Landscapes of Inequality? A Critique of Monumental Hierarchy in the Mongolian Bronze Age

Research output: Contribution to journalArticle

13 Citations (Scopus)

Abstract

Khirigsuurs are stone monuments of variable scale and complexity that dominate the archaeological landscape of the Mongolian Bronze Age. Though there are countless typical-sized monuments, there are a few very large structures suggesting that a chiefly hierarchy directed their construction. Using measurements of size and formal complex- ity to compare these mega-monuments and khirigsuurs within fully surveyed areas this article argues that these monuments are not primarily tombs built to represent the social hierarchy of early nomadic pastoralists. Instead, they are monumental places created for living communities to communicate their organization and enduring nature to others and themselves. This communication was essential for early pastoralist communities to become established and survive. Keywords: Mongolia, Bronze Age, monuments, pas- toralism, heterarchy, collective action.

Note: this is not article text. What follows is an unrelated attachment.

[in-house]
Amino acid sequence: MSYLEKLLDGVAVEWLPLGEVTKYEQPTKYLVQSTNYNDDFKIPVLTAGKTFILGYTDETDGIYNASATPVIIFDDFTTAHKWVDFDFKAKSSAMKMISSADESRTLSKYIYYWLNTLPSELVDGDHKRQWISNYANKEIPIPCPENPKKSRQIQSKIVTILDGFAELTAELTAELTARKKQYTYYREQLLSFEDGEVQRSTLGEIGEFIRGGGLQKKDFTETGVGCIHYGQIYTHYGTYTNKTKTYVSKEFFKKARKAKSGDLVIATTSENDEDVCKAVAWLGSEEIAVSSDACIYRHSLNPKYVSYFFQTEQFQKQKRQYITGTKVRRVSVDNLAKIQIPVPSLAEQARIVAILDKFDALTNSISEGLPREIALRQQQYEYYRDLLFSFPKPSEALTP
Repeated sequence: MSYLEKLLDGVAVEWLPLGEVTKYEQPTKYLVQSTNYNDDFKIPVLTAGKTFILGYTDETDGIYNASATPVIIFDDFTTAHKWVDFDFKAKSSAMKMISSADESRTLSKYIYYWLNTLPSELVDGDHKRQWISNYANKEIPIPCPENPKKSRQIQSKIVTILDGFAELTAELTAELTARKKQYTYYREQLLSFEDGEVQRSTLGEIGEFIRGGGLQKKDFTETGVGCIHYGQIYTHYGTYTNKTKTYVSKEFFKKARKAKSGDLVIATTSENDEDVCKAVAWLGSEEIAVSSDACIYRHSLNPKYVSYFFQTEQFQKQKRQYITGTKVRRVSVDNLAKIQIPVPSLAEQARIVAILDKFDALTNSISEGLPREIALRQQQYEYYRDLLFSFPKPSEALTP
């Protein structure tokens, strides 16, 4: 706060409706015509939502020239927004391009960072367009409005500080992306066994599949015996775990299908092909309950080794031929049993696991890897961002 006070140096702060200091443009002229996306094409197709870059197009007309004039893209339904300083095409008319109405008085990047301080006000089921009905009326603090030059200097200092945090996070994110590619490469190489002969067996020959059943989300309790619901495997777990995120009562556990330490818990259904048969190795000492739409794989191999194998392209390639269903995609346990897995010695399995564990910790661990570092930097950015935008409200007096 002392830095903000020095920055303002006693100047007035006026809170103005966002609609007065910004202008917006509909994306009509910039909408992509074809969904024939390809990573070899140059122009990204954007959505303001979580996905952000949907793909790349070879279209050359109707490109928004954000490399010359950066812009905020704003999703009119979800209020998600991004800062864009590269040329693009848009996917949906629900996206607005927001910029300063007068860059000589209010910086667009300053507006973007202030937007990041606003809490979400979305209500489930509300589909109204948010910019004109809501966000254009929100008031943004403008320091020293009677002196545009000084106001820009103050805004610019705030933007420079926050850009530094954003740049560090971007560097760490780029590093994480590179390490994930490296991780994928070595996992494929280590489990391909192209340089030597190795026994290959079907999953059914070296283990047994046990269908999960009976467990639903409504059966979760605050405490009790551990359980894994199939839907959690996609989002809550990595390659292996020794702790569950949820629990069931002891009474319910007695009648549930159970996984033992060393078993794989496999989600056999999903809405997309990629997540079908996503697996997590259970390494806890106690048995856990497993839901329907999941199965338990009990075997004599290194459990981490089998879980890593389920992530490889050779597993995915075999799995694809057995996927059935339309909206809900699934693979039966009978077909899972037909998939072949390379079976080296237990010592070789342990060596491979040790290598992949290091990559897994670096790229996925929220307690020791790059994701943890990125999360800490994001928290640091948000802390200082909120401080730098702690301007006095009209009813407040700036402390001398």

Original languageEnglish
Pages (from-to)139-163
Number of pages25
JournalAsian Perspectives
Volume51
Issue number2
DOIs
Publication statusPublished - 2012

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collective action
pastoralism
Bronze Age
Mongolia
monument
collective behavior
community
communication
organization

Keywords

  • Mon megalith
  • Bronze Age
  • monuments
  • pastoralism
  • heterarchy
  • collective action

Cite this

Landscapes of Inequality? A Critique of Monumental Hierarchy in the Mongolian Bronze Age. / Wright, Joshua.

In: Asian Perspectives, Vol. 51, No. 2, 2012, p. 139-163.

Research output: Contribution to journalArticle

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